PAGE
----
- The Washington Times - Thursday, September 9, 2004

A top Russian general yesterday claimed the right to strike pre-emptively “terrorist bases” anywhere in the world — a grave warning only days after a school siege in southern Russia claimed the lives of hundreds of children.

The remarks of Col. Gen. Yuri Baluyevsky, chief of the Russian General Staff, reminded of President Bush’s doctrine of pre-emption adopted after the September 11 terrorist attacks in the United States.

“As for carrying out preventive strikes against terrorist bases, we will take all measures to liquidate terrorist bases in any region of the world,” Gen. Baluyevsky told reporters in Moscow during a press conference with NATO’s supreme allied commander in Europe, Gen. James Jones.

Although Gen. Baluyevsky did not specify what kind of terrorists and what parts of the world he had in mind, Moscow blamed the school siege in the Northern Ossetian town of Beslan on rebels in the breakaway republic of Chechnya.

Yesterday, authorities offered a $10 million reward for information leading to the top rebel leaders, Shamil Basayev and Aslan Maskhadov.

At least 326 hostages and 30 terrorists died in the three-day siege.

Chechen separatists are also being held responsible for two plane crashes and a Moscow subway station bombing, both of which occurred days before last week’s attack.

The Russian government claims that Chechen terrorists have bases in other countries, including former Soviet republics such as Georgia.

The initial foreign reaction to the warning was cautious and mixed, as policy-makers from the United States to Europe to the Muslim world struggled to analyze the consequences of such action.

U.S. officials declined to comment publicly on Gen. Baluyevsky’s remarks, citing a need for further clarification on what he meant.

“I have seen some reports of that,” said State Department spokesman Richard Boucher. “I’m not really in a position to interpret it. Any interpretation would have to come from the Russians.”

Russian officials, however, were equally cautious and evasive. One diplomat said he was not sure how much to read into Gen. Baluyevsky’s comments and noted that no political leaders had echoed them.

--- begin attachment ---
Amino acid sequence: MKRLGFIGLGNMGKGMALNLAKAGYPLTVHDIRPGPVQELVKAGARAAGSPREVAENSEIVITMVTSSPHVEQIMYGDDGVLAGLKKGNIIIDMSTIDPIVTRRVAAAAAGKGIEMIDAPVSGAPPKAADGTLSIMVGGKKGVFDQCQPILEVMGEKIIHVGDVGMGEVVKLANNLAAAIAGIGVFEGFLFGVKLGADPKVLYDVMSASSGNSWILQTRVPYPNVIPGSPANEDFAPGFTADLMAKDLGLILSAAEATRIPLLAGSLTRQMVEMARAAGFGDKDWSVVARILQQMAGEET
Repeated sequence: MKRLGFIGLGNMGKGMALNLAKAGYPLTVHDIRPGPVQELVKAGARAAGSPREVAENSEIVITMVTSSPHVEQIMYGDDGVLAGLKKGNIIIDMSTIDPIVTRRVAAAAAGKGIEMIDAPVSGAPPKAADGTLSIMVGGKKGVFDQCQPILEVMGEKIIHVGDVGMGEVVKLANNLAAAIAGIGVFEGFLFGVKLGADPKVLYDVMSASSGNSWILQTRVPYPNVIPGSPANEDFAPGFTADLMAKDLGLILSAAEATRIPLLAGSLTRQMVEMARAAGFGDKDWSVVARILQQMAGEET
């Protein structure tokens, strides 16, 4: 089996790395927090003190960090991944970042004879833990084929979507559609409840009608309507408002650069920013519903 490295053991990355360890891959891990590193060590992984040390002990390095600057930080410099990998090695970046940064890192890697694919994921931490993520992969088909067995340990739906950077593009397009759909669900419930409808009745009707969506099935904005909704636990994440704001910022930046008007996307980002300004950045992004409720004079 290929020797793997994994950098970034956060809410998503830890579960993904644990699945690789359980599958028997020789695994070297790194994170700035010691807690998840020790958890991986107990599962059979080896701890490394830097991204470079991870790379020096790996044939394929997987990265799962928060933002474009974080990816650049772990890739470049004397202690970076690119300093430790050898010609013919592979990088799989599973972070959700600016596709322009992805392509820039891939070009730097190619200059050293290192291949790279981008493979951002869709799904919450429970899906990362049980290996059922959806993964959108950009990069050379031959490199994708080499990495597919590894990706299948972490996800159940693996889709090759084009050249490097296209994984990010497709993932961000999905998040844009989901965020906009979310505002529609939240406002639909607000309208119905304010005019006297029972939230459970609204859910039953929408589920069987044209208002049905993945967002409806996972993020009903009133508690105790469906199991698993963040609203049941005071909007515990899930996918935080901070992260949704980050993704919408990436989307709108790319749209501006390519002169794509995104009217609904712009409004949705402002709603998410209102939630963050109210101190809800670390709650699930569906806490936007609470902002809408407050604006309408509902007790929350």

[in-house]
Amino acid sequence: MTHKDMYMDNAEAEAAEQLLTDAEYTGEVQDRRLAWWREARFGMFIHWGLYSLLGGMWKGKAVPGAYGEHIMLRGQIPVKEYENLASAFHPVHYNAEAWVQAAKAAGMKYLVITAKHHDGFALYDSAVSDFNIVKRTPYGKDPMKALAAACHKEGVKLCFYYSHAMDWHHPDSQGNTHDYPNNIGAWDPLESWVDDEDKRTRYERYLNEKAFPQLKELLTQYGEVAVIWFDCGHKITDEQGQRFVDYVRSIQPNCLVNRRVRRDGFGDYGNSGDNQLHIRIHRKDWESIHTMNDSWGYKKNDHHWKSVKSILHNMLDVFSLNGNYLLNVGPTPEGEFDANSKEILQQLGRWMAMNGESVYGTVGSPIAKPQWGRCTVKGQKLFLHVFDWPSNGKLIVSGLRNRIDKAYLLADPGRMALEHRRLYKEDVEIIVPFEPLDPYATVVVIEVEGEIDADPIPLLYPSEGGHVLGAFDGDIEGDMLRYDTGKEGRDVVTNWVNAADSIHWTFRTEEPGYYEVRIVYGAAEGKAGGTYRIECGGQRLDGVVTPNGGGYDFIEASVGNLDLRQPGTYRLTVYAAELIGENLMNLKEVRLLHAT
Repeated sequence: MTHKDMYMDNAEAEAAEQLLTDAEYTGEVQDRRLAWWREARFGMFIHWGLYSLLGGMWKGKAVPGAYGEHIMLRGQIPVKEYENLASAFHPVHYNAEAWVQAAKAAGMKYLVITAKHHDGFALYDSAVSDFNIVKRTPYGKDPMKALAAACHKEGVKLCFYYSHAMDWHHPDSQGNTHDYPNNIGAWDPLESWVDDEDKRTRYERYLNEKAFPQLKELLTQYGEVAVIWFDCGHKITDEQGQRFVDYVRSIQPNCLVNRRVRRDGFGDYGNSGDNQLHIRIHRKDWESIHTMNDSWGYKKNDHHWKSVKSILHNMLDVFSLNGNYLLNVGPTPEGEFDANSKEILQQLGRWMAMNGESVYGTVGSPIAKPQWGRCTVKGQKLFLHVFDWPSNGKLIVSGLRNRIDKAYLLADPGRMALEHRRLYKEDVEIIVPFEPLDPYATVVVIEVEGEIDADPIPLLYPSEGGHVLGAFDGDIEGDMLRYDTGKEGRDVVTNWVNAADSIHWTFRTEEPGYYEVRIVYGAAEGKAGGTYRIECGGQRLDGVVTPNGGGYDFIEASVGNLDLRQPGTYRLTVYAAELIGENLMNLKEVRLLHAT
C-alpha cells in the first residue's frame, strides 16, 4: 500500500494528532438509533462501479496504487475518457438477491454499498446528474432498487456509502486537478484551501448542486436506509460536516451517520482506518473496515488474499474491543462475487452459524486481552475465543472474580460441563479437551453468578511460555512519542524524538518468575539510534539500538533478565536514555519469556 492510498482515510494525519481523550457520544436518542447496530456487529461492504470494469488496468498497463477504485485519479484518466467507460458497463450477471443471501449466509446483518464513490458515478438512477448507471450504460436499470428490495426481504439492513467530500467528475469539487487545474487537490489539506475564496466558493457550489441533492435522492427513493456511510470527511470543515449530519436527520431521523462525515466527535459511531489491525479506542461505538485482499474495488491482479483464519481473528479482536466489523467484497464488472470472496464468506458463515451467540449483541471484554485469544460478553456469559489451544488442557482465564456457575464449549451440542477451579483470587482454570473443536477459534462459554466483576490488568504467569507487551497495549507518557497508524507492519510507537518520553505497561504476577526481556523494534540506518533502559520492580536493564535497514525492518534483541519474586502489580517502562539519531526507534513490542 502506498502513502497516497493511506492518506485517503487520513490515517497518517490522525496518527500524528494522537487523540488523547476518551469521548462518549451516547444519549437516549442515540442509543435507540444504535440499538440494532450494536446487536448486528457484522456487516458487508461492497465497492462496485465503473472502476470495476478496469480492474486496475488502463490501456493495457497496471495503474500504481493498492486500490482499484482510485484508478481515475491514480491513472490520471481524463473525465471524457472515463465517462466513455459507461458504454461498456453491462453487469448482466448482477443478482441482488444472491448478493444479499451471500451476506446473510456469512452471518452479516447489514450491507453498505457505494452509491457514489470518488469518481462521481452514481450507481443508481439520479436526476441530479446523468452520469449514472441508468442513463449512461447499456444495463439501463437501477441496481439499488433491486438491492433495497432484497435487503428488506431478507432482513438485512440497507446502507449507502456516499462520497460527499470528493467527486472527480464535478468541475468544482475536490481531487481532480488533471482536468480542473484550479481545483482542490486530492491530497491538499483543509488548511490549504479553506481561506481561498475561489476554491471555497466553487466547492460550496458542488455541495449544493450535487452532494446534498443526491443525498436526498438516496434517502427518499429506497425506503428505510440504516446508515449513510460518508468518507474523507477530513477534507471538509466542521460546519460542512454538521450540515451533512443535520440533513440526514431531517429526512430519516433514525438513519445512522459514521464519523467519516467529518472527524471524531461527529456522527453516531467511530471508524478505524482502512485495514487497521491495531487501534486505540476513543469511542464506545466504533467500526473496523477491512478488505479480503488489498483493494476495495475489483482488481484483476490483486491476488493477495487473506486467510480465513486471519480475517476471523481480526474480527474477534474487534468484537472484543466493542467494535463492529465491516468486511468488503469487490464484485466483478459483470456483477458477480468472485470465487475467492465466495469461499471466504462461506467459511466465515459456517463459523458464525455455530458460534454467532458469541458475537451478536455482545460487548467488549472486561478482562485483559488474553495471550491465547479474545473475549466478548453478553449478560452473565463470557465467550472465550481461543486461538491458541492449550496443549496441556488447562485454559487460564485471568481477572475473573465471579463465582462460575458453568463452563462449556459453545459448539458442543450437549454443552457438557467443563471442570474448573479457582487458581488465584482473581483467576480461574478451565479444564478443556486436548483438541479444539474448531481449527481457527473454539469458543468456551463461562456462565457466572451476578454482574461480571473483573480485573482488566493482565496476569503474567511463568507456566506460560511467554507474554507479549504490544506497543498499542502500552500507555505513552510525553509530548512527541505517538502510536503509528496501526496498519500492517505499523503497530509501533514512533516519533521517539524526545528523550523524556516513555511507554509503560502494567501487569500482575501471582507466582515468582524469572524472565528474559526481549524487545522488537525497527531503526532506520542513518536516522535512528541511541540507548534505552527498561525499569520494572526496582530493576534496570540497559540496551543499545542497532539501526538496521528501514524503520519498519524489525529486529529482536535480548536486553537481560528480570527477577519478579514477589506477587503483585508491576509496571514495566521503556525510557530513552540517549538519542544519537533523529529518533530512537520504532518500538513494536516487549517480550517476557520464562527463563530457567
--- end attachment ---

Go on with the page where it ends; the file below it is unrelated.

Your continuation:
Privately, U.S. officials said they were not surprised by the general’s warning and did not challenge it.

“We understand that the Russians face quite an enormous threat — something we appreciate,” one official said. “Now they feel renewed urgency to go after the terrorists in a serious way.”

Another official said: “If someone attacks you, you have the right to go after them.”

The officials said that yesterday’s statement reflected previous comments by Russian leaders.

In October, Russian Defense Minister Sergei Ivanov referred to pre-emption as part of his country’s military doctrine.

“The specifics of contemporary external threats require that the Russian armed forces be able to perform various duties in various regions of the world,” Mr. Ivanov told a gathering of the Russian military leadership in Moscow.

“We cannot absolutely rule out pre-emptive use of force if this is dictated by Russia’s interests or its commitments to allies,” he said.

The strongest statement of support for Gen. Baluyevsky’s position came from British Foreign Secretary Jack Straw, who said that pre-emptive action is in the boundaries of international law.

“I think the reaction is an understandable one,” Mr. Straw said in London. “The United Nations charter does give the right of self-defense, and the U.N. itself has accepted that an imminent or likely threat of terrorism certainly entitles any state to take appropriate action.”

But U.N. Secretary-General Kofi Annan was not entirely convinced of Mr. Straw’s conclusion.

“We need to come up with ways and means of fighting terrorism effectively, but we also need to make sure that these approaches do not undermine the rule of law and basic civil rights,” Mr. Annan said during a visit to Mexico.

In Paris, the French Foreign Ministry said it is a “question that should be debated within the European framework, the Group of Eight and obviously at the United Nations.”

Turkish Prime Minister Recep Tayyip Erdogan said no country, “no matter how powerful,” can combat terrorism “with a one-sided approach.”

In Brussels, a spokeswoman for the European Union external relations commissioner Emma Udwin said: “We all know that terrorism has to be tackled in a variety of means, but probably such statements are not the first instrument that will bring results.”

On Monday, during a visit to Jerusalem by Russian Foreign Minister Sergei Lavrov, Russia and Israel agreed to cooperate in their respective battles against terrorism.

Yesterday, Mr. Lavrov criticized the United States for urging Moscow to negotiate with Chechen leaders who are not involved in terrorist activity.

“We solve our internal problems ourselves, and there’s no need to search for an American route to political normalization in Chechnya,” the Interfax news agency quoted him as saying.

This article is based in part on wire service reports.

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